CanPatrol TM was used to detect CTCs, which is a newly established technology to detect CTCs, containing the following steps: (1) To remove erythrocytes by red blood cell lysis and deplete CD45+ leukocytes in 10ml blood sample using a magnetic bead separation method; (2) To enrich CTCs by 8-μm-diameter-pore calibrated membrane filters; and (3) To identify and characterize CTCs by using RNA-in situ hybridization (ISH), based on the branched DNA (bDNA) signal amplification technology, to detect EMT markers, e.g., cytokeratins(CK) 8, 18 and 19, epithelial cell adhesion molecule (EpCAM), vimentin and twist. The details of classification of CTCs by using CanPatrol TM was depicted in the recently published protocol. Finally, the CTCs were clustered into three subtypes, as per the EMT markers, i.e., epithelial (E-) CTCs, mesenchymal (M-) CTCs and epithelial- mesenchymal (E&M-) CTCs.
Study Arms  ICMJE
  • Active Comparator: IA-CTC-High-enhance
    IA lung adenocarcinoma cases with high abundant CTCs prior to operation will undergo lobectomy&lymphadenectomy plus adjuvant chemotherapy. Postoperative CTC monitoring will be conducted.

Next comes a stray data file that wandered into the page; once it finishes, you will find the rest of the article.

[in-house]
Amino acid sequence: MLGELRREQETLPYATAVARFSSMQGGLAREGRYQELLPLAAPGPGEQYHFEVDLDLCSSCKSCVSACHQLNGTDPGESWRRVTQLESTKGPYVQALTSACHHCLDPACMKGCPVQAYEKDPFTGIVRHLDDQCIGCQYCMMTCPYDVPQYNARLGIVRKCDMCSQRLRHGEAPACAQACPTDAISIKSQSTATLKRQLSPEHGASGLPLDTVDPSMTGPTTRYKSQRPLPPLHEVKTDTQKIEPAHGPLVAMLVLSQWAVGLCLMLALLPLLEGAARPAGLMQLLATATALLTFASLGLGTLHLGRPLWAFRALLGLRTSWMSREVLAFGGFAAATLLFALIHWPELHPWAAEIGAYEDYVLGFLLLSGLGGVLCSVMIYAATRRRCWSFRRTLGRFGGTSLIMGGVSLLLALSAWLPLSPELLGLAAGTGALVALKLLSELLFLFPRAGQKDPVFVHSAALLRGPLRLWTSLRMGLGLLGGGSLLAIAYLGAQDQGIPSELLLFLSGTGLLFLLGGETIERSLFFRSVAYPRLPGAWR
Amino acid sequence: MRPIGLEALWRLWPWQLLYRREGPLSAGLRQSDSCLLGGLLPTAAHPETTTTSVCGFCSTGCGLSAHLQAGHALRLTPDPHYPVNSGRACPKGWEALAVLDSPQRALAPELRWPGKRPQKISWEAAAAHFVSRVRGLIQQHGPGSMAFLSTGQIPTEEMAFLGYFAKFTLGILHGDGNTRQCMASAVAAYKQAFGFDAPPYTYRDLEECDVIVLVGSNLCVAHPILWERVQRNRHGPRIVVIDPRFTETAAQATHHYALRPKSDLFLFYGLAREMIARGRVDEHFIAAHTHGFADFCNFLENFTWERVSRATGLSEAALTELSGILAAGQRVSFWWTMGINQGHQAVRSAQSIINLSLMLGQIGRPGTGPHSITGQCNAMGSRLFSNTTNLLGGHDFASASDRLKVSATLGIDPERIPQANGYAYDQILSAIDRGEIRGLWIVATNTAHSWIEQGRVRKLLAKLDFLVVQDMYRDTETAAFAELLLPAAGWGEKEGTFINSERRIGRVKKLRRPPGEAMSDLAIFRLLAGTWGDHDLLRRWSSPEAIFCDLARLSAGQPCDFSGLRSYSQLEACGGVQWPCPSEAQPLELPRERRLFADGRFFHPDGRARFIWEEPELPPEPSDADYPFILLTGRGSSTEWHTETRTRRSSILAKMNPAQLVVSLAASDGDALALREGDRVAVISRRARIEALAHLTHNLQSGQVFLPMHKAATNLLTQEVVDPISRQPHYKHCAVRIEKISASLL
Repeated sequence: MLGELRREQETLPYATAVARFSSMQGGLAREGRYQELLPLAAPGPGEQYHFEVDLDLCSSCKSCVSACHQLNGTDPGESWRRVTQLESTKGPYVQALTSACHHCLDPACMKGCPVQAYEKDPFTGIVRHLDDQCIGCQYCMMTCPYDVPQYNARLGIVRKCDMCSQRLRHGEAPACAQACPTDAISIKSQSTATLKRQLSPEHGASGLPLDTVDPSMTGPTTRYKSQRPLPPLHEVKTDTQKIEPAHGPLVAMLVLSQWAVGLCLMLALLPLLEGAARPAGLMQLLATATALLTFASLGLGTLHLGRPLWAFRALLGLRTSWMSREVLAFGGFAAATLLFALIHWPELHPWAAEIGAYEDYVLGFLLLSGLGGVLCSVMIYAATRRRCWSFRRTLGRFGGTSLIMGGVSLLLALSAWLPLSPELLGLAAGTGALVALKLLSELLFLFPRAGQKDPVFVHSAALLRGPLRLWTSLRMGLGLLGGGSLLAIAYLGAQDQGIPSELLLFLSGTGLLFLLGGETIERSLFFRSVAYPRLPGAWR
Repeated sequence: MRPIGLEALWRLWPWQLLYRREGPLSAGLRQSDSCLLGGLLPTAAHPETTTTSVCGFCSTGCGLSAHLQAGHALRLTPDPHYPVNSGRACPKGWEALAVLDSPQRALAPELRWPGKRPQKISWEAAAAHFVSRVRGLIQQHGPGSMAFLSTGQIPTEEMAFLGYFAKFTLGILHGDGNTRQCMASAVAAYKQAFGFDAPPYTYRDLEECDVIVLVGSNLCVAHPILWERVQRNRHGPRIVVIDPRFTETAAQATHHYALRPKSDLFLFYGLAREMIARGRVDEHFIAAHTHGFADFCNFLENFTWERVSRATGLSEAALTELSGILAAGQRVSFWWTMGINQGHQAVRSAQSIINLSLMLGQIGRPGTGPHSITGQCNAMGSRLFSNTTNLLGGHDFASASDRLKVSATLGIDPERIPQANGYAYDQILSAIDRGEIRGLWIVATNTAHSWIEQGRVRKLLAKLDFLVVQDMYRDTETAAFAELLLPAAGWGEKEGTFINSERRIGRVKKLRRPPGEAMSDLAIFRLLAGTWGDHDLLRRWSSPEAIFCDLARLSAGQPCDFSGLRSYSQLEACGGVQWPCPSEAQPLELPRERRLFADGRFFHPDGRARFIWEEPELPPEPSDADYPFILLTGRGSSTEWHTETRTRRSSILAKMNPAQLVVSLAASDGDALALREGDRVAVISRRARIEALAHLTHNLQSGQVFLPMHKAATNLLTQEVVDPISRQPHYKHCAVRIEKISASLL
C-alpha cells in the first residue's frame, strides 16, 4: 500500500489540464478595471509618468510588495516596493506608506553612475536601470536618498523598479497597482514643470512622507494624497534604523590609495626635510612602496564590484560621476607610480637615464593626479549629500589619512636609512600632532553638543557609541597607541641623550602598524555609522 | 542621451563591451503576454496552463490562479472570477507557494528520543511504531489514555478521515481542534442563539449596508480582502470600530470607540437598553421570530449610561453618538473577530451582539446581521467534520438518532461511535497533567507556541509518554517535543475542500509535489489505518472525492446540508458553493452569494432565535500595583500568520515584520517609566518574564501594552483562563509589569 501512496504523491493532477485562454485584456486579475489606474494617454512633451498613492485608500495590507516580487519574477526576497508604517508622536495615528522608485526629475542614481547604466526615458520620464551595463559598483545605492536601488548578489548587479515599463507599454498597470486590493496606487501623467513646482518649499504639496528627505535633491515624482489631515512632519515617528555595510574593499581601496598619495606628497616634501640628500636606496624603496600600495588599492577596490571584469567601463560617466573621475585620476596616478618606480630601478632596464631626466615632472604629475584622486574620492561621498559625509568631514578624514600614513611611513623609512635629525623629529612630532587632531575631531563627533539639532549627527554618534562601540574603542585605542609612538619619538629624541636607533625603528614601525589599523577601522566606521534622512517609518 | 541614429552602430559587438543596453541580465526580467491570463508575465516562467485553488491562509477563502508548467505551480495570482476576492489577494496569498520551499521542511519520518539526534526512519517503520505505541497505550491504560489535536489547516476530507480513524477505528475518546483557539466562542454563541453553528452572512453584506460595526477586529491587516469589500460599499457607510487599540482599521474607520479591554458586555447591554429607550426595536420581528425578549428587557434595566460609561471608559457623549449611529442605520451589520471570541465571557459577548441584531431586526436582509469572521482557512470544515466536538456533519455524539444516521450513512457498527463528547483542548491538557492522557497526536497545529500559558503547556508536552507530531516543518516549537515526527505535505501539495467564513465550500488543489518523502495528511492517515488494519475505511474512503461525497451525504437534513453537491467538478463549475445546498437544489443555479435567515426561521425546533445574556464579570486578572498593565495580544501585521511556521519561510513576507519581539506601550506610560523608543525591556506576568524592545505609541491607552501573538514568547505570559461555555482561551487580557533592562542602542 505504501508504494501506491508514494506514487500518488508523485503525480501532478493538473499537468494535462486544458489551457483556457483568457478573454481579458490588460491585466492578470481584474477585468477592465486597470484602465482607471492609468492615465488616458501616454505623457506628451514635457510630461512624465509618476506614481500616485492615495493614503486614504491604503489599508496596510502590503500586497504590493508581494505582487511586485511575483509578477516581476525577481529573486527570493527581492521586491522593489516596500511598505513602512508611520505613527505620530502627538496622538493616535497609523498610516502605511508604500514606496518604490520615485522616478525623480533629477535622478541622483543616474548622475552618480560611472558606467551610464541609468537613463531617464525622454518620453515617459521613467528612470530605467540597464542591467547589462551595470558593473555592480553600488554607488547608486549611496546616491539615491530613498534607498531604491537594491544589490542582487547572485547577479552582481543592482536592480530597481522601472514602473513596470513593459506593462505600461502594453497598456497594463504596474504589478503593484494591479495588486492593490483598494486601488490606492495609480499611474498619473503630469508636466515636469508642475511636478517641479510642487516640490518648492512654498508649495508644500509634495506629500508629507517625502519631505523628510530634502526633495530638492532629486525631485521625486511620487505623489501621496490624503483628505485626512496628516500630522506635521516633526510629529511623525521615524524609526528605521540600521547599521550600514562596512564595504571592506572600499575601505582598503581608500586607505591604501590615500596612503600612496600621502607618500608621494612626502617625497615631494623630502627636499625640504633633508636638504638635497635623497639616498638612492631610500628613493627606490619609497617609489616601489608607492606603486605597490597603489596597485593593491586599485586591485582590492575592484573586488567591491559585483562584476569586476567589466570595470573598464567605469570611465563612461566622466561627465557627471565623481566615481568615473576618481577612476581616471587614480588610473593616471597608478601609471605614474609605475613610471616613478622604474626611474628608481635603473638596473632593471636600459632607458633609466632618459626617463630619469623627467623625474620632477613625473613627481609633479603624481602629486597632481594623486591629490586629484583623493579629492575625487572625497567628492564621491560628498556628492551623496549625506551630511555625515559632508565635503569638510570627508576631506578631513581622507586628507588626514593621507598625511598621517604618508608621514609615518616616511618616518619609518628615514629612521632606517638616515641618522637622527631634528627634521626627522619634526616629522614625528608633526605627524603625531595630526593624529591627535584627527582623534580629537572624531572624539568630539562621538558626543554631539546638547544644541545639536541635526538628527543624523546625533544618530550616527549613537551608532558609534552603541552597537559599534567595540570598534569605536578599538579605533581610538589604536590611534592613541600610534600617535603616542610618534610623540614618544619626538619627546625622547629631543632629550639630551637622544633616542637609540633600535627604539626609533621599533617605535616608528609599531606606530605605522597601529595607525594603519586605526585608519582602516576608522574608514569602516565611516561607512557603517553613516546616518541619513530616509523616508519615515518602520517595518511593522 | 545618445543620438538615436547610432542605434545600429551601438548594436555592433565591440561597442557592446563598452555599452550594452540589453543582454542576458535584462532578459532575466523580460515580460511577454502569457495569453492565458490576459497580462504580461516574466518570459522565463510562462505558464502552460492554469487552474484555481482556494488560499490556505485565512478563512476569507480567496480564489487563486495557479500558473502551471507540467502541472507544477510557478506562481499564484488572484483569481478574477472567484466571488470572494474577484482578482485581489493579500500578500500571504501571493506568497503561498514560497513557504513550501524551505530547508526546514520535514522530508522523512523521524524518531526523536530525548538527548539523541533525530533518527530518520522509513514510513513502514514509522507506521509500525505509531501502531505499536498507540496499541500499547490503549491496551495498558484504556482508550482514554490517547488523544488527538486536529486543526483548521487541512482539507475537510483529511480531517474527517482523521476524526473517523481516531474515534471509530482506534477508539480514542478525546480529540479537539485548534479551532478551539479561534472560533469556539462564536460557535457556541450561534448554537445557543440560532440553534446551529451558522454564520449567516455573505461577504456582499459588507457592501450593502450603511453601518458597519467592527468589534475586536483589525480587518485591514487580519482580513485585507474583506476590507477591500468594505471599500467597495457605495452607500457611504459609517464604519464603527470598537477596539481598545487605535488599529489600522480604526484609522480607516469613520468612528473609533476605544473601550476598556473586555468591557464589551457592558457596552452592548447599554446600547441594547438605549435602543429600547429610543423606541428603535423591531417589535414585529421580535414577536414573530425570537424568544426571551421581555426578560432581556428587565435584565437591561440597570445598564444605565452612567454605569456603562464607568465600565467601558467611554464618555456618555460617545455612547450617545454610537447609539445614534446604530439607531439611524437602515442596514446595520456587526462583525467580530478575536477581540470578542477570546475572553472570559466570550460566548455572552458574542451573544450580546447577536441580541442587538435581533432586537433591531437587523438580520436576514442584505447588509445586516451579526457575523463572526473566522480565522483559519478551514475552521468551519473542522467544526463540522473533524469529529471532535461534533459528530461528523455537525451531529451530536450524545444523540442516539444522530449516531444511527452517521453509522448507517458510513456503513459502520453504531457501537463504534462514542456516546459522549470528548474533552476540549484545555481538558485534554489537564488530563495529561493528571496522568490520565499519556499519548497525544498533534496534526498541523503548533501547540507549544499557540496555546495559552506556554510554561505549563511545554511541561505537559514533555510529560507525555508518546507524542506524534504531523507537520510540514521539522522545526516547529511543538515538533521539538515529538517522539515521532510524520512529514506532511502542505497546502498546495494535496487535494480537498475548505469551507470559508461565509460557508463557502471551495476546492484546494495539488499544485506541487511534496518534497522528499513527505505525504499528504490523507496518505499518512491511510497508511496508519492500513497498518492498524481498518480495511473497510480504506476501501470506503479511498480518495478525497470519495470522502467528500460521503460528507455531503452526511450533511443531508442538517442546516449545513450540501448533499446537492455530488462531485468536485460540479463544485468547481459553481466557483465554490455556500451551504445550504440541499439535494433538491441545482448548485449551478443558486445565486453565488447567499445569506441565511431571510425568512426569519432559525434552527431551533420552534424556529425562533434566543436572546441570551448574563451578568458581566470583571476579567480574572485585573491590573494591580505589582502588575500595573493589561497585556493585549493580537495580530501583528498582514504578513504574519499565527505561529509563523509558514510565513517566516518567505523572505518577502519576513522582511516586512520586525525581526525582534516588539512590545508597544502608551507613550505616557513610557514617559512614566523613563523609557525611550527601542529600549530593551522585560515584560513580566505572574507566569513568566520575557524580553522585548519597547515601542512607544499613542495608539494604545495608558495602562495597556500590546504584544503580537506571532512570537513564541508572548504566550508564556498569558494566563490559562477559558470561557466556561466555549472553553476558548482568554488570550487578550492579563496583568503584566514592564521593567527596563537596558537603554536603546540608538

Interventions:
    • Procedure: lobectomy
    • Drug: chemotherapy(pemetrexed+CISPLATIN)
    • Procedure: Lymphadenectomy
    • Other: CanPatrolTM to detect CTCs
  • Placebo Comparator: IA-CTC-High-controls
    IA lung adenocarcinoma cases with high abundant CTCs prior to operation will only undergo lobectomy&lymphadenectomy. Postoperative CTC monitoring will be conducted.
    Interventions:
    • Procedure: lobectomy
    • Procedure: Lymphadenectomy
    • Other: CanPatrolTM to detect CTCs
  • Placebo Comparator: IA-CTC-low-controls
    IA lung adenocarcinoma cases with low abundant CTCs prior to operation will only undergo segmentectomy. Postoperative CTC monitoring will be conducted.
    Interventions:
    • Procedure: segmentecomy
    • Other: CanPatrolTM to detect CTCs
  • Active Comparator: IB-CTC-High-enhance
    IB lung adenocarcinoma cases with high abundant CTCs prior to operation will undergo lobectomy&lymphadenectomy plus adjuvant chemotherapy. Postoperative CTC monitoring will be conducted.